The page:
The Lebanese health minister added that the authorities have been working with the United Nations Children’s Fund and World Health Organization for weeks to ensure the cash-strapped country can respond to a possible outbreak, and expand testing capacities at hospitals and labs.
“We're making sure that there is safe water and a good sewage system,” Abiad said.
According to the WHO, a cholera infection is caused by consuming food or water infected with the Vibrio cholerae bacteria, and while most cases are mild to moderate, not treating the illness could lead to death.
About 1 million Syrian refugees who fled their country’s civil war reside in neighboring Lebanon. Most live in extreme poverty in tented settlements or in overcrowded apartments.
Poverty has also deepened for many Lebanese, with many families often rationing water, unable to afford private water tanks for drinking and domestic use.
The health minister said Lebanon has secured the necessary equipment and medicines to treat patients.
Richard Brennan, Regional Emergency Director of the WHO Eastern Mediterranean Region told The Associated Press Thursday that the organization has also been coordinating with other countries neighboring Syria to help respond to a possible outbreak.
However, he said vaccines are in short supply due to global demand.
The UN and Syria’s Health Ministry have said the source of the outbreak is likely linked to people drinking unsafe water from the Euphrates River and using contaminated water to irrigate crops, resulting in food contamination.
Syria’s health services have suffered heavily from its years-long war, while much of the country is short on supplies to sanitize water.
Syrian health officials as of Wednesday documented at least 594 cases of cholera and 39 deaths. Meanwhile, in the rebel-held northwest of the country, health authorities documented 605 suspected cases, dozens of confirmed cases, and at least one death.

Lebanese banks close again after holdups by depositors seeking their own money

Lebanese banks close again after holdups by depositors seeking their own money
Updated 07 October 2022

Lebanese banks close again after holdups by depositors seeking their own money

Lebanese banks close again after holdups by depositors seeking their own money
  • Banks will continue urgent operations for clients and back-office services for businesses

BEIRUT: Lebanese banks have unanimously decided to close their doors to clients indefinitely after a series of holdups by depositors seeking funds frozen in the banking system because of the country’s financial meltdown, two bankers told Reuters.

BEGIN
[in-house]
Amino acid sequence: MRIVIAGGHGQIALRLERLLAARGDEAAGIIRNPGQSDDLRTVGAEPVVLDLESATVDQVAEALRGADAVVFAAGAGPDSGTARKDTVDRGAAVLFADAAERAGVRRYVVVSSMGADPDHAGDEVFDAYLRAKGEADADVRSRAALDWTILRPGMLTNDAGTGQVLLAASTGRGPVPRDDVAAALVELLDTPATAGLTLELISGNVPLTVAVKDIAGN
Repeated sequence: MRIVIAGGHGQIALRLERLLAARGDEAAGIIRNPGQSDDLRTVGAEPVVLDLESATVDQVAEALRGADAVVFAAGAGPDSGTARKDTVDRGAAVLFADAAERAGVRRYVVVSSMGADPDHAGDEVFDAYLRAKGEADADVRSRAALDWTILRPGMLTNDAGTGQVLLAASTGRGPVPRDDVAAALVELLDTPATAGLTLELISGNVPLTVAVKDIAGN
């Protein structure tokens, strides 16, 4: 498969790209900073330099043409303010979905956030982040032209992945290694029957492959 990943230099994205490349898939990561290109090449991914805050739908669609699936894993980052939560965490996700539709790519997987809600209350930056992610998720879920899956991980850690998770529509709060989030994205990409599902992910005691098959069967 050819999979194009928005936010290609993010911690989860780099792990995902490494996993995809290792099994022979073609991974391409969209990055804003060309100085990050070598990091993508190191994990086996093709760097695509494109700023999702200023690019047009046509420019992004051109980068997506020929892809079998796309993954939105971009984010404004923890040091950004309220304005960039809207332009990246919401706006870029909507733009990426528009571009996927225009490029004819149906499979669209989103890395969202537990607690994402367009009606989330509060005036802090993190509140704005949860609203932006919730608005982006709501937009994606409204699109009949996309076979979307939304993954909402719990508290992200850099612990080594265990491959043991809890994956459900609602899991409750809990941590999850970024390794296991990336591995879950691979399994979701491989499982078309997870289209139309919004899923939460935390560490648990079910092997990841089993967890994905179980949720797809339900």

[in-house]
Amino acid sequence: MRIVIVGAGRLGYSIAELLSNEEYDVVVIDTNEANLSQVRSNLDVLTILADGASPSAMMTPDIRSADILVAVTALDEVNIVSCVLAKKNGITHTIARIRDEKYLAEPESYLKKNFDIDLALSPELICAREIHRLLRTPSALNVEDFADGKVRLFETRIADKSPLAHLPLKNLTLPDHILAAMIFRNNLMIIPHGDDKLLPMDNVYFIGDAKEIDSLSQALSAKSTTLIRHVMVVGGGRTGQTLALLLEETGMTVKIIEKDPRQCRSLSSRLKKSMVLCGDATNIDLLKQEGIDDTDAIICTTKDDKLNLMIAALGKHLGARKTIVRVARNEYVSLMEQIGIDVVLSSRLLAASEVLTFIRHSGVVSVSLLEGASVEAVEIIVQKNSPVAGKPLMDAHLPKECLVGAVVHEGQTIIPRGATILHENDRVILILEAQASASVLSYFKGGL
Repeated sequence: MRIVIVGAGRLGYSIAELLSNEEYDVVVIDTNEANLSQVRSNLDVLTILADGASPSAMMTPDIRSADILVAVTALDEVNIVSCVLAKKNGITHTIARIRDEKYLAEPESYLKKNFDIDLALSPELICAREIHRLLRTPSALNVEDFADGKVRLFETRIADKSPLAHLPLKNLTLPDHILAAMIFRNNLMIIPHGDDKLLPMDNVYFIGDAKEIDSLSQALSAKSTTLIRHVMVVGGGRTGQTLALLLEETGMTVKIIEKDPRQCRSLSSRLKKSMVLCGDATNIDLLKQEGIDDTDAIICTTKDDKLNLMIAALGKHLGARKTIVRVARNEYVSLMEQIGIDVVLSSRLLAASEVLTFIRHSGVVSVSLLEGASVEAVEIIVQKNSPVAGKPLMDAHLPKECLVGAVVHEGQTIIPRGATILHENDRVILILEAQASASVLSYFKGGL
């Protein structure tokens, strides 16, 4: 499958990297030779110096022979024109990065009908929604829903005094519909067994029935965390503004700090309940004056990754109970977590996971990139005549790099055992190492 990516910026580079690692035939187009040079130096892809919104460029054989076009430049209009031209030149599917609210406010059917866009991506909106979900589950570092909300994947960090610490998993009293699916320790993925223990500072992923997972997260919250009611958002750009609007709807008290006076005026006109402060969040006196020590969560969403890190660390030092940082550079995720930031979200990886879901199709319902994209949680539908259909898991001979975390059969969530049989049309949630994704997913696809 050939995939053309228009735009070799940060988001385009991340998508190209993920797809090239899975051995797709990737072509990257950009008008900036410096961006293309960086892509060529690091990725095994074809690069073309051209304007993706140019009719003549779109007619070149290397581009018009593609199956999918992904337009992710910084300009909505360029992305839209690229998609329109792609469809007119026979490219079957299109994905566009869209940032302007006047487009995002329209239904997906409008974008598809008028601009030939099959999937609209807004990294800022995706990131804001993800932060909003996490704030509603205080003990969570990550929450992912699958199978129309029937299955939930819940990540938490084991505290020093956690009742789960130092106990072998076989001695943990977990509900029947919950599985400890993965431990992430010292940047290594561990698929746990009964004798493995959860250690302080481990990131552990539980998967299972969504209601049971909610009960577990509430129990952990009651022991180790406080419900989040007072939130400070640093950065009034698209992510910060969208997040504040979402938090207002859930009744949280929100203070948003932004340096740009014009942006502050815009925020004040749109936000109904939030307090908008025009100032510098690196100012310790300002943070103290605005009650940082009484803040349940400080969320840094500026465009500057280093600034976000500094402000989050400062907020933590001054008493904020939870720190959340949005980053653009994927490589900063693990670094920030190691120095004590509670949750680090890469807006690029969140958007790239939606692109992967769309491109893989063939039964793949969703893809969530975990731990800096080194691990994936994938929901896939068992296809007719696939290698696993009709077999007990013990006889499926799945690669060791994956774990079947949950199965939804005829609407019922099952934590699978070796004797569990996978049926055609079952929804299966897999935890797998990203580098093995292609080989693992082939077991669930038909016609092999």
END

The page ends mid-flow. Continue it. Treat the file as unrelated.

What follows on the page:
Banks will continue urgent operations for clients and back-office services for businesses, the bankers said, but front-office services will remain suspended after more than a dozen holdups in less than a month.
Banks closed for about a week last month in similar circumstances, but reopened at the beginning of October to allow employees to withdraw salaries.
Lebanon’s banks association has previously called on the government to enact formal capital controls to replace the informal controls banks adopted in 2019, but parliament has repeatedly failed to pass the law.
The government has made little progress toward reforms that would unlock an International Monetary Fund bailout to help ease a crisis caused by decades of wasteful spending and corruption.
Now in its third year, Lebanon’s financial meltdown has sunk the currency by more than 90 percent, spread poverty, paralyzed the financial system and frozen depositors out of their savings in Lebanon’s most destabilising crisis since the 1975-90 civil war.


Arab states condemn armed attack on kindergarten in Thailand

Arab states condemn armed attack on kindergarten in Thailand
Updated 07 October 2022

Arab states condemn armed attack on kindergarten in Thailand

Arab states condemn armed attack on kindergarten in Thailand
  • The foreign ministries of the UAE,  Jordan and Egypt released statements on Thursday strongly condemning the attack

Several Arab states condemned an attack on a preschool daycare center in Thailand that killed at least 36 people, most of them children. 

The foreign ministries of the UAE,  Jordan and Egypt released statements on Thursday strongly condemning the attack and expressing sincere condolences to the Thai government and families of the victims, wishing a speedy recovery for those injured.

Meanwhile, Kwauti’s Prime Minister Sheikh Ahmad Nawaf al-Sabah sent a cable of condolences to King Maha Vajiralongkorn. 

Police identified the killer as 34-year-old Panya Kamrab, a former police sergeant who was dismissed from service in January. According to a police report seen by Arab News, he was sacked after being found in possession of narcotics.

Panya is thought to have gone to the daycare center to find his son but when he failed to find the boy he began shooting. He then returned home, where he killed his wife and child.